Rio’s magnetism: A premonition of our nomadic future?

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It’s early afternoon on a warm and partly cloudy Sunday.

We’re sitting in a packed restaurant in the beautiful and isolated Urca neighbourhood of Rio de Janeiro, at the base of the popular Sugar Loaf mountain.

While still considered a part of Rio, this area feels very distinct from the hustle and bustle of more trendy parts of the city like Copacabana and Ipanema.

The smell of searing beef from the countless table-side mini-bbqs permeates the air.

All round us, cariocas (Rio locals) are engaged in lively discussion and slow and meticulous eating (lunch is by far the biggest and longest meal of the day for Brazilians).

Through the open windows we can see sunbathers on the small beach just across the street. Further back we see the buildings surrounding the boat-dotted bay of the Botafogo neighbourhood, beyond which the iconic Christ the Redeemer statue stands with arms wide open.

“I think I could live here,” I mumble under my breath, sated partly by the interesting dish of fish, eggs, vegetables and rice we just consumed and partly by the stunning scenery.

Later that evening, after a quick sunset workout at one of the countless beachside stainless steel exercise stations, Marina and I attempt to figure out our next move through Brazil.

Marina is reading online about various hostels in Salvador, a large city north up the coast from Rio.

I am browsing our guide book for things to do when we get there.

During the past 4 days we had already explored most of the neighborhoods in Rio, we caught a soccer match at the world famous Maracena stadium, we spent a night out in Lapa, the Samba capital of Rio, we had dined at a trendy sushi restaurant in Leblon and had a few drinks in Ipanema, etc. etc .etc.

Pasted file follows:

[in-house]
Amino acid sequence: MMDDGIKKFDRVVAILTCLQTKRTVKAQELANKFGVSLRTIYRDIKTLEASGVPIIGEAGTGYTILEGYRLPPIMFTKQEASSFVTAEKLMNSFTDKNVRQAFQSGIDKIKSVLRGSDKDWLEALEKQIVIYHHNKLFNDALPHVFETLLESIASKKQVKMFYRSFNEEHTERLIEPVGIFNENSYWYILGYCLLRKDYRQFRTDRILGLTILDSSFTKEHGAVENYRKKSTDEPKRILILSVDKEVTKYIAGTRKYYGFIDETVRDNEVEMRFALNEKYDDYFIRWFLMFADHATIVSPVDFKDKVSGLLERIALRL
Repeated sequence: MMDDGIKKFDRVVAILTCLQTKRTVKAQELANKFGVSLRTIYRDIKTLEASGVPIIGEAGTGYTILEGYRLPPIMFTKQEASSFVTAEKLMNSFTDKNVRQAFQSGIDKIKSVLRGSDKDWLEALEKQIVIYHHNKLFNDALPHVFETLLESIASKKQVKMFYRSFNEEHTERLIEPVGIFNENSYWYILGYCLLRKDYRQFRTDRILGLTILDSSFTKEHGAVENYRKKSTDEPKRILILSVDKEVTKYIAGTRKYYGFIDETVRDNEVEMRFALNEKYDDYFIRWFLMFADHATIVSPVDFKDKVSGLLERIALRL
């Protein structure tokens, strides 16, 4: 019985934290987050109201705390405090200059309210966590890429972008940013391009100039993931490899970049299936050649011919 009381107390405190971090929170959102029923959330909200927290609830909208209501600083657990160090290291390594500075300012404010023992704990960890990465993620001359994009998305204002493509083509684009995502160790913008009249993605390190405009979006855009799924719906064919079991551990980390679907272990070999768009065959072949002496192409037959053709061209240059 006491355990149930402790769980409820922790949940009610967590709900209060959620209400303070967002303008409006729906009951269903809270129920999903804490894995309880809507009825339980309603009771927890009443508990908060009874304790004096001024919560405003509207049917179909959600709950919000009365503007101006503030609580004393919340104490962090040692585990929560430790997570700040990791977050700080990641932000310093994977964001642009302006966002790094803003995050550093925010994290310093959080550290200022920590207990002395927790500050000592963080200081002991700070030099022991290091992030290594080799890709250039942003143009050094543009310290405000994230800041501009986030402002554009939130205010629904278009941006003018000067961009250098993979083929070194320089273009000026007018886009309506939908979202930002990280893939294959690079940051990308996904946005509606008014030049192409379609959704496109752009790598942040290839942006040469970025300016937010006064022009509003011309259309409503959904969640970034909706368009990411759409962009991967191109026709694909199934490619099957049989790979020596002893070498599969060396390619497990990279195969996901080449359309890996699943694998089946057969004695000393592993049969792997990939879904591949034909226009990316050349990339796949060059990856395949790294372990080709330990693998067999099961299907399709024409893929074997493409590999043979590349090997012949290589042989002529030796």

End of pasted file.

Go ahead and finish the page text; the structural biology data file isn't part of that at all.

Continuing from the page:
“What if we just stay in Rio a bit longer?” Marina suddenly suggests.

“Really? I think that’s a great idea!”

And just like that it was settled: we’re not leaving Rio any time soon.

After the pressure of planning our next travel step was lifted, we headed down to the local juice shop for a serving of acai na tijela (acai berry smoothie with granola, banana and yogurt – my new dietary obsession).

Today, two nights after the decision to prolong our Rio stay was made, we moved into our new accommodations: a 2-bedroom condo with WiFi, satellite, and a view of the ocean between Copacabana and Ipanema.

“Imagine this was our home,” Marina suggests as she comes into the bedroom in which I am writing these words.

As I ponder this suggestion, I can vaguely make out a commercial for Saturday Night Live (one of my favorite shows of all time) playing on the television in the living room.

“Yes, I could definitely live here,” I respond with a smile.

All I need is some employment…

Peter

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Battling a meat-induced delirium

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“Does anyone else feel dizzy?” I ask as I force another piece of tender beef into my mouth.